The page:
- Associated Press - Friday, May 13, 2016

NASHVILLE, Tenn. (AP) - The longest playoff run in Nashville Predators’ history is over.

But the Predators can take some solace in the bleak, empty moment: their future looks good.

“Guys felt like this was our season, our opportunity,” goalie Pekka Rinne said. “But there is a lot of talent, and there’s a light at the end of the tunnel.”

Filip Forsberg and James Neal scored at least 30 goals apiece with six reaching 50 points. The Predators also tied for the most points by a defensive corps in the NHL with 203. In the playoffs, they beat Anaheim, a team mentioned as a favorite to win the Stanley Cup, in seven games a year after a first-round playoff exit.

General manager David Poile traded defenseman Seth Jones for center Ryan Johansen in January, providing a boost. But Poile stood pat at the trade deadline, trusting Jimmy Vesey would sign once the player’s college career at Harvard ended only to have Vesey spurn Nashville for free agency in August.

Defenseman Ryan Ellis said the Predators gained some crucial experience from this postseason.

“We’ll just have to regroup and come back next year,” Ellis said.

But the frustration at falling one win shy of reaching the franchise’s first Western Conference final won’t be forgotten anytime soon, maybe never.

Rinne summed up how the team feels when he broke his stick against the post before skating to the bench for the final time.

All the joy of winning the franchise’s first Game 7 and capturing just the third first-round series in team history was lost in an ugly 5-0 loss to the San Jose Sharks in Game 7.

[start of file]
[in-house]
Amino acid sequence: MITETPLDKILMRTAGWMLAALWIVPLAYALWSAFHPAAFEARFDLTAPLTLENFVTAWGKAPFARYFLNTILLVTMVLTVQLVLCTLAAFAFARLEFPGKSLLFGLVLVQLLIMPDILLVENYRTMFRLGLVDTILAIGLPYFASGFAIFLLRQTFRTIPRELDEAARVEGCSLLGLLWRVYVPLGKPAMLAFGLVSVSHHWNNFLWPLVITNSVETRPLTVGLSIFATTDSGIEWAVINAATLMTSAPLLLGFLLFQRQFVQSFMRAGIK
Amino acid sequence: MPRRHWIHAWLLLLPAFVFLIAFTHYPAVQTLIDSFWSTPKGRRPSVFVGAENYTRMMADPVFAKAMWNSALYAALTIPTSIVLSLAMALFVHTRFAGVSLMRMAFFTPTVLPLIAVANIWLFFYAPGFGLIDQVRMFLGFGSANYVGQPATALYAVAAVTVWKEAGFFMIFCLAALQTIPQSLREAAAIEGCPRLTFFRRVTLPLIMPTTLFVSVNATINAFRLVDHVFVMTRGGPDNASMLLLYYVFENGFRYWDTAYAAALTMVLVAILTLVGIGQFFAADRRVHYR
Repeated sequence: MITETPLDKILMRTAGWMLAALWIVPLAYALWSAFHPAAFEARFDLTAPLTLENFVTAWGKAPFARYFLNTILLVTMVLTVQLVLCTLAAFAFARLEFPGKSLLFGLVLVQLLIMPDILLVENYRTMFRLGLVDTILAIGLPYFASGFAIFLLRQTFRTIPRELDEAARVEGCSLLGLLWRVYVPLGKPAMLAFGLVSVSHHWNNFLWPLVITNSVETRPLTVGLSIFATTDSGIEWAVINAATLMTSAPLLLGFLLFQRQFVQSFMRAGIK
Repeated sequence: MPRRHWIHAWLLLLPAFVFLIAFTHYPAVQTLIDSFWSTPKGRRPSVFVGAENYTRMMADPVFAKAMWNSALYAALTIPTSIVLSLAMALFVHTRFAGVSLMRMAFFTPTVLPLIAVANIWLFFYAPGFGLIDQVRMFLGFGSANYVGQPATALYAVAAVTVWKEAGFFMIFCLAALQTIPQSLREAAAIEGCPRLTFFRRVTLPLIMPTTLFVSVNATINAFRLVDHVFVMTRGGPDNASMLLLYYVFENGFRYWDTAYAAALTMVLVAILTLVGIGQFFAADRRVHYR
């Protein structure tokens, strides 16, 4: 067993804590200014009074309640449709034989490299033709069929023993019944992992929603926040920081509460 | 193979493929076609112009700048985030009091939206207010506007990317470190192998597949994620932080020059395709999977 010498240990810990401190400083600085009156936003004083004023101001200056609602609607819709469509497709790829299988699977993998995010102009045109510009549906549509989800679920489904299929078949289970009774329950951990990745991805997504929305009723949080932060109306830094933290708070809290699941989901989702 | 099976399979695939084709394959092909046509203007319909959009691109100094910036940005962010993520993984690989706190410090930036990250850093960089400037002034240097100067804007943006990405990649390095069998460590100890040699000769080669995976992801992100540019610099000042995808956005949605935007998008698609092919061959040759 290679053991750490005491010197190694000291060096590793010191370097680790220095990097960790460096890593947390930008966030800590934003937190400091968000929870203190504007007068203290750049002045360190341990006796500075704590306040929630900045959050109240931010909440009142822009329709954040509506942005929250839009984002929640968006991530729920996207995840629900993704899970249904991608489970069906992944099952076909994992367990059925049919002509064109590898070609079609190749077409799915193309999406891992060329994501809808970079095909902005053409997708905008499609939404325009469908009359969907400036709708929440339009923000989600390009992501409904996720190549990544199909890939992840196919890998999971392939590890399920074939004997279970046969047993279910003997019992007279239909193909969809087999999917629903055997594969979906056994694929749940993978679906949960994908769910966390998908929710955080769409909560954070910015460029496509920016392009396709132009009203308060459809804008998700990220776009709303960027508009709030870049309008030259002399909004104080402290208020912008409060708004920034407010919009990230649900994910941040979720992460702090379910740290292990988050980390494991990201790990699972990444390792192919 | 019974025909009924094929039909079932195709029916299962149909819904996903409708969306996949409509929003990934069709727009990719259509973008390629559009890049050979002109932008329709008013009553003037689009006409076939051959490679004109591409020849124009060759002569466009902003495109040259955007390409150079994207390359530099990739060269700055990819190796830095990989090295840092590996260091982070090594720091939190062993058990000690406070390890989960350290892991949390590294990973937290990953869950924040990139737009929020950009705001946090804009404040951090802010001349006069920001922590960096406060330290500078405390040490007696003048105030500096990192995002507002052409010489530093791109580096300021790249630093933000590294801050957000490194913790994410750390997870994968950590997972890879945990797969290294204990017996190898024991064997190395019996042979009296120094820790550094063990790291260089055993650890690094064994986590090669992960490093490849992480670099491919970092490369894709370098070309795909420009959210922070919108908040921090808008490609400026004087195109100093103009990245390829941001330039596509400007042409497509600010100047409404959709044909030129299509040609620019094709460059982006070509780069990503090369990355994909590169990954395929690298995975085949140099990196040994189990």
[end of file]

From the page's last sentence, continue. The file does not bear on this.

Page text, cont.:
“You never know when you’re going to get this chance,” Rinne said. “Guys get older. That’s the worst feeling. It’s an empty feeling.”

___

Here are some things to know about the Predators before next season:

WEBER STRUGGLES: Captain Shea Weber and his defensive partner Roman Josi each struggled this postseason, and no more than with a berth in the Western finals on the line Thursday night. The All-Star defensemen were on the ice for all five goals in an ugly loss to San Jose. The captain, who turns 31 in August, was minus-7 in the postseason as he and Josi faced the top lines of the Ducks and Sharks. “I know I could have been better,” Weber said. “It’s hard. It’s just tough right now.”

RINNE: The three-time Vezina Trophy finalist turns 34 in November with three years left on his contract. He gave up some ugly goals this postseason but was at his best as Nashville won the last two games against Anaheim and again in Game 7 at San Jose.

OVERTIME WOES: Yes, the Predators won a triple-overtime thriller in Game 4 against the Sharks and a second in overtime of Game 6. But no team logged more air miles than Nashville with five flights to California that might’ve been avoided if the Predators were better during the regular season in overtime. The Predators, who finished five points behind Chicago for the third spot in the Central Division, went 2-12 in 3-on-3 overtime.

CONTRACT DECISIONS: Center Mike Ribeiro was a healthy scratch twice against the Sharks and finished with just two assists this postseason with a minus-3 rating. The Predators have him under contract for another season for $3.5 million, but his production dropped to 50 points during the season. The more pressing decision will feature Forsberg, who’s a restricted free agent after tying the franchise record with 33 goals this season. Rinne’s backup, Carter Hutton, is unrestricted, and the Predators must decide if it’s time to pull Marek Mazanec up from the AHL for that role.

YOUTHFUL ROSTER: Four rookies played for Nashville during this postseason with Viktor Arvidsson, Anthony Bitetto and Miikka Salomaki on the ice for every game. Arvidsson won Game 6 of the second-round with his first career goal.

___ AP Sports Writer Josh Dubow contributed to this report.

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